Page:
I'm pleased to hear (Autumn 2009) that the Large Hadron Collider shall soon be back in service. One of the main reasons for its existence is to search for Higgs Bosons. I believe I am not alone in this, but I can only speak clearly for myself, so I shall stick with the first person singular: I do not believe the Higgs boson exists.
Of course, saying that publicly may – via Murphy's Law – make its imminent discovery inevitable. In such a case I shall be proven wrong and shall welcome the proof. Science does that – both sides of it; proving things and accepting proof. In any case, I am glad the LHC has been built and shall search for the Higgs boson. If it finds some, we'll have resolved an important question: if it does not, we'll have significant evidence (but not proof) that it doesn't exist. In the mean time, the LHC shall collect a truly vast quantity of data on the details of the Standard Model of particle physics; collecting that data is, in my opinion, important in its own right.
So, the public (i.e. you) might reasonably ask, what is this Higgs boson, and why's it such a big deal ? The standard model's one flaw is that it fails to account for the masses of the particles it describes: it cannot explain why the proton and neutron have nearly two thousand times the mass of the electron, for example. There is a theoretical construct, called the Higgs field, that provides a mechanism for the standard model to account for these masses; and a natural consequence of a field, in quantum field theory, is an associated boson. Just as the electromagnetic field gives rise to the photon, the Higgs field gives rise to a Higgs boson.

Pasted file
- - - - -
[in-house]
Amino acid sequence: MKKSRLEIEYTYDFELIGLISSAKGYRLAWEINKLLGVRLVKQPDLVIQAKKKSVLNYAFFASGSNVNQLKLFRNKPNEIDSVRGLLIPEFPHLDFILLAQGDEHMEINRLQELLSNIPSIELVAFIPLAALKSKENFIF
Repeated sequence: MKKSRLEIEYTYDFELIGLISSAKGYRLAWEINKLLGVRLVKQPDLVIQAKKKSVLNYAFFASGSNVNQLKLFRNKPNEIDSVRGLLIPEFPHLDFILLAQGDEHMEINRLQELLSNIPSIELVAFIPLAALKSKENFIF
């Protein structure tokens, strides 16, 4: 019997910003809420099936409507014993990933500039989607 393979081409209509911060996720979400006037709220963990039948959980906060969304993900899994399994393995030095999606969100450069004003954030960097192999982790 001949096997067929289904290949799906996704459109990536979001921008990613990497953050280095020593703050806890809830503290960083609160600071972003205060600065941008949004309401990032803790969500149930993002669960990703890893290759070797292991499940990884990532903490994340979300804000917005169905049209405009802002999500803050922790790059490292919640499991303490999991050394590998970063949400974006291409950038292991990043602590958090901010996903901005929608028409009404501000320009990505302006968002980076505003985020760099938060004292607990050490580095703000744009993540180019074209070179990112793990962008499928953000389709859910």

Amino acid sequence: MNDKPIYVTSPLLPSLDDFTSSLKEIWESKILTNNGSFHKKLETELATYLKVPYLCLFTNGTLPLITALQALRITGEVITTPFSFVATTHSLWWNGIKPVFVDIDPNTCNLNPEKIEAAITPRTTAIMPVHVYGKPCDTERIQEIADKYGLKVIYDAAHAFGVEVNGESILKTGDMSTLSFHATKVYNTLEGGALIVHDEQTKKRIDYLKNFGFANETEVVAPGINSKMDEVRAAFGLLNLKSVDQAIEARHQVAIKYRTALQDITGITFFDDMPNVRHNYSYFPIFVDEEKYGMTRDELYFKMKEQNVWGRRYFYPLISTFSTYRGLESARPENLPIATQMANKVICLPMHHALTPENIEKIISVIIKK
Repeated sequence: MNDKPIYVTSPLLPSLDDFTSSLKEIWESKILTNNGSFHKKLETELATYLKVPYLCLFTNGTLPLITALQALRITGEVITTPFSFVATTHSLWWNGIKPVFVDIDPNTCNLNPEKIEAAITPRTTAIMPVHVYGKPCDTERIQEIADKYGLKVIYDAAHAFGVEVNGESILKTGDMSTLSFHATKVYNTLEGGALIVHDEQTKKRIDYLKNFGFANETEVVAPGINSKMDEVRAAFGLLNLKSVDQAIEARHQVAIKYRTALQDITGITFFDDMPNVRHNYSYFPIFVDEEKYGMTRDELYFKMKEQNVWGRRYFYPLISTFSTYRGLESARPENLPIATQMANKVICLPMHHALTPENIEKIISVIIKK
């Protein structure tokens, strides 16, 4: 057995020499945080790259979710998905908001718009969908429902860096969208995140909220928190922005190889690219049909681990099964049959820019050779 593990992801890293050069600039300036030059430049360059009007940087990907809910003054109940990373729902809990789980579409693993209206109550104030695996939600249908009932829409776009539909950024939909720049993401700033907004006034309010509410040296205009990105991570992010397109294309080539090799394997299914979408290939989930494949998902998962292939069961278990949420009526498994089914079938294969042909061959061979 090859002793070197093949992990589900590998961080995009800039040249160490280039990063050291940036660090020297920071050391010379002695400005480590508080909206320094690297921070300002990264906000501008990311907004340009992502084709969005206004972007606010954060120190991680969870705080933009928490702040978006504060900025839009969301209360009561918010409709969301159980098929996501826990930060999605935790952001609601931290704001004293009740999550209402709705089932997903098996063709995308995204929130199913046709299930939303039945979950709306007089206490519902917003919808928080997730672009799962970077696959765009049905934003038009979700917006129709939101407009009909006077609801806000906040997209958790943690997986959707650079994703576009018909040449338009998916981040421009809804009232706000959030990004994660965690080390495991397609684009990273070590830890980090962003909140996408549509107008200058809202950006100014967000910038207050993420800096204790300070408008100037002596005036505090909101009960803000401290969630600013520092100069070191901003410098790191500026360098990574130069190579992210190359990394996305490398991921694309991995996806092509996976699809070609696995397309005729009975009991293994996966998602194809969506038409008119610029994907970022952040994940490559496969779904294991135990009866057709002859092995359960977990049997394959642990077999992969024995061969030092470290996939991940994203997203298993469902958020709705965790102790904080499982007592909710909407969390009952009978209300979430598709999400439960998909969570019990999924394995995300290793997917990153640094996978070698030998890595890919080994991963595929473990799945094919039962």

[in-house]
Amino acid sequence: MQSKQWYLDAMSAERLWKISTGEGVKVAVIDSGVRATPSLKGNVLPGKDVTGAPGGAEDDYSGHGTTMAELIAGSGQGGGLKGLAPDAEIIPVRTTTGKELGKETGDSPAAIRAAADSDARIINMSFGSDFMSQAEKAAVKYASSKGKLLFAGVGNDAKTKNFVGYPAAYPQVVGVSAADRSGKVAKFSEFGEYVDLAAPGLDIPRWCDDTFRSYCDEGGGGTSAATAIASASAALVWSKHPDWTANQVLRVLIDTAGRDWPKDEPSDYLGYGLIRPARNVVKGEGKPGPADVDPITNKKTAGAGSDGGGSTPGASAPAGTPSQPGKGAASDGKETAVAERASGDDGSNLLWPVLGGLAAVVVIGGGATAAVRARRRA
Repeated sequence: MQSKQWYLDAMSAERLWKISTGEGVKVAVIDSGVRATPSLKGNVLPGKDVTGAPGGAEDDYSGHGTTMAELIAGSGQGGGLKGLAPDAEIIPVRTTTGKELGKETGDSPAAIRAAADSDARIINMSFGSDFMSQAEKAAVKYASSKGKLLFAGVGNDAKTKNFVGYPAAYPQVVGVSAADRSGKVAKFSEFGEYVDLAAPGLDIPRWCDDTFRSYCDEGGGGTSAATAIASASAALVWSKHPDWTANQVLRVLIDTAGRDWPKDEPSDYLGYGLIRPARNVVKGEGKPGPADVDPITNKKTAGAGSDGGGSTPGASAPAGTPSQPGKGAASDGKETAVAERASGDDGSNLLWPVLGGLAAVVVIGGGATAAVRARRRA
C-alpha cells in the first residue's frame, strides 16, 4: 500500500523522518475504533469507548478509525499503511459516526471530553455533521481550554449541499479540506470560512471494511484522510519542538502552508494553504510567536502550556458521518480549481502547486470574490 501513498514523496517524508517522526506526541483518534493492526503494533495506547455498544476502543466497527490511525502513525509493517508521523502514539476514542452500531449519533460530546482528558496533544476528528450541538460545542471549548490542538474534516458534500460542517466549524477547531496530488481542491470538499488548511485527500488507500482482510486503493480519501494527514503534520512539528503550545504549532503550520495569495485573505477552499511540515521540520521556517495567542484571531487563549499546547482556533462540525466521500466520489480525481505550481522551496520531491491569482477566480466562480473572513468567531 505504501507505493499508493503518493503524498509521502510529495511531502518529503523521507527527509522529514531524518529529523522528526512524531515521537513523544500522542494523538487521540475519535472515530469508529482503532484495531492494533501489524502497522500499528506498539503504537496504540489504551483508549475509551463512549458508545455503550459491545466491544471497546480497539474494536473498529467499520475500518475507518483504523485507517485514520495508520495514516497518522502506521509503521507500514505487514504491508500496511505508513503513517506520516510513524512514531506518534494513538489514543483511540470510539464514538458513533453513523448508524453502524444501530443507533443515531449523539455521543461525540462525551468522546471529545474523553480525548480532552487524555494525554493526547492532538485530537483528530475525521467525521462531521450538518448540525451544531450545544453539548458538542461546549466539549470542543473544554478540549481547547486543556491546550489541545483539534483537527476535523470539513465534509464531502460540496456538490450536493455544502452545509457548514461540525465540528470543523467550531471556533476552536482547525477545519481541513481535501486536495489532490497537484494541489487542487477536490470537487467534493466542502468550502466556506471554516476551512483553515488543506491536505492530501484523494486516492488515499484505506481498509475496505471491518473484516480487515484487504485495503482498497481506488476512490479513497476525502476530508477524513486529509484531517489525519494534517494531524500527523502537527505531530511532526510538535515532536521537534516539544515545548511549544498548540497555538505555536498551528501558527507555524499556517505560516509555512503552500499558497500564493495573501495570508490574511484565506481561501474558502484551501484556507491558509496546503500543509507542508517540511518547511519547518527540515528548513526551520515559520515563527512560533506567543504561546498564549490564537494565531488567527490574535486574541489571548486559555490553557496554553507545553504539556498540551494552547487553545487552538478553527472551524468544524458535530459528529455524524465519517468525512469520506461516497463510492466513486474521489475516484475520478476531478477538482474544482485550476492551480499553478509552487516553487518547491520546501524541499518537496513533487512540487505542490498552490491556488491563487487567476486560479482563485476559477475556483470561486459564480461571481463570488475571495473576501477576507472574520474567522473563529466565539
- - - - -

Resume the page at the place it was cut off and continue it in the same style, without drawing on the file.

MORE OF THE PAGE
When the standard model was developed, in the 1970s (with plenty of
lead-in from before), its account of the
weak interaction, which
mediates nuclear decay and other kinds of transmutation, was expressed in
terms of new fields which implied the existence of two bosons, called W and
Z. It made predictions as to their masses (given the masses of other
particles), on the order of a hundred times the mass of a nucleon (proton or
neutron) – heavier than iron atoms. In the early 1980s, the W and Z
were found and matched predictions.
Contrast this tale with that of the Higgs boson: it was initially hoped that the then-existing collider at CERN might be powerful enough to find the Higgs. The shut-down of CERN prior to the massive upgrade to the LHC was delayed to push its range to what was hoped would find the Higgs boson. To no avail: theoreticians went back to the drawing board and revised their models to justify believing that the Higgs boson was more massive than that.
Now, I'm not complaining at theoreticians doing that – the Higgs theory is the best account we have of the masses in the standard model, so working out how it has to be adapted to fit the data is the best they can do – but I always get uncomfortable about a theory that's so vague that we could be left revising it endlessly to account for negative experimental results, without ever quite being able to reject it. On its own, that wouldn't (yet) be a reason to reject the Higgs model; although it is grounds to look for what other theories we can reasonably build.
I find the Higgs theory æsthetically displeasing: it feels
on to the standard model. It feels wrong. So I'm thinking about
what else we can do.
Post script (Summer 2011): the LHC's experiments proceed apace and the data remain unclear on the Higgs boson, although there are hopes that the situation should be clearer (one way or the other) by the end of 2011.Written by Eddy.